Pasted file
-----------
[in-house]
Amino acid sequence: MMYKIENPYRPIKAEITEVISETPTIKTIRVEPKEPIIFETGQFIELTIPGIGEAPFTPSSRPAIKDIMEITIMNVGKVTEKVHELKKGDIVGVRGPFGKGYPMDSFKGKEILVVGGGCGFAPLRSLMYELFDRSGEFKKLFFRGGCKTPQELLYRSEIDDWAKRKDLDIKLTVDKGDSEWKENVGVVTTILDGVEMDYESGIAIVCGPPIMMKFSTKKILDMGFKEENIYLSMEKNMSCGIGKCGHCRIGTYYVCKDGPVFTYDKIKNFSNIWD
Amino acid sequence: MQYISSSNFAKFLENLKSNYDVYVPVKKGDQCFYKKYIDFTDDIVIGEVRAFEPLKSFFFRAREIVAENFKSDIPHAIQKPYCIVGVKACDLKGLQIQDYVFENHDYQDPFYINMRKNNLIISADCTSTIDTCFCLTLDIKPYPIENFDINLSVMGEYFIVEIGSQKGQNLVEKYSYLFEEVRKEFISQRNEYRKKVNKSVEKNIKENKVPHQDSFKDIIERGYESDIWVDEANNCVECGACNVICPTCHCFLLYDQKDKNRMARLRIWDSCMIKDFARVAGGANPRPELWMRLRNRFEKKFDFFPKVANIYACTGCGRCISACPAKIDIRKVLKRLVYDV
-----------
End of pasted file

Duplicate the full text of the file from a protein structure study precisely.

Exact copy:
[in-house]
Amino acid sequence: MMYKIENPYRPIKAEITEVISETPTIKTIRVEPKEPIIFETGQFIELTIPGIGEAPFTPSSRPAIKDIMEITIMNVGKVTEKVHELKKGDIVGVRGPFGKGYPMDSFKGKEILVVGGGCGFAPLRSLMYELFDRSGEFKKLFFRGGCKTPQELLYRSEIDDWAKRKDLDIKLTVDKGDSEWKENVGVVTTILDGVEMDYESGIAIVCGPPIMMKFSTKKILDMGFKEENIYLSMEKNMSCGIGKCGHCRIGTYYVCKDGPVFTYDKIKNFSNIWD
Amino acid sequence: MQYISSSNFAKFLENLKSNYDVYVPVKKGDQCFYKKYIDFTDDIVIGEVRAFEPLKSFFFRAREIVAENFKSDIPHAIQKPYCIVGVKACDLKGLQIQDYVFENHDYQDPFYINMRKNNLIISADCTSTIDTCFCLTLDIKPYPIENFDINLSVMGEYFIVEIGSQKGQNLVEKYSYLFEEVRKEFISQRNEYRKKVNKSVEKNIKENKVPHQDSFKDIIERGYESDIWVDEANNCVECGACNVICPTCHCFLLYDQKDKNRMARLRIWDSCMIKDFARVAGGANPRPELWMRLRNRFEKKFDFFPKVANIYACTGCGRCISACPAKIDIRKVLKRLVYDV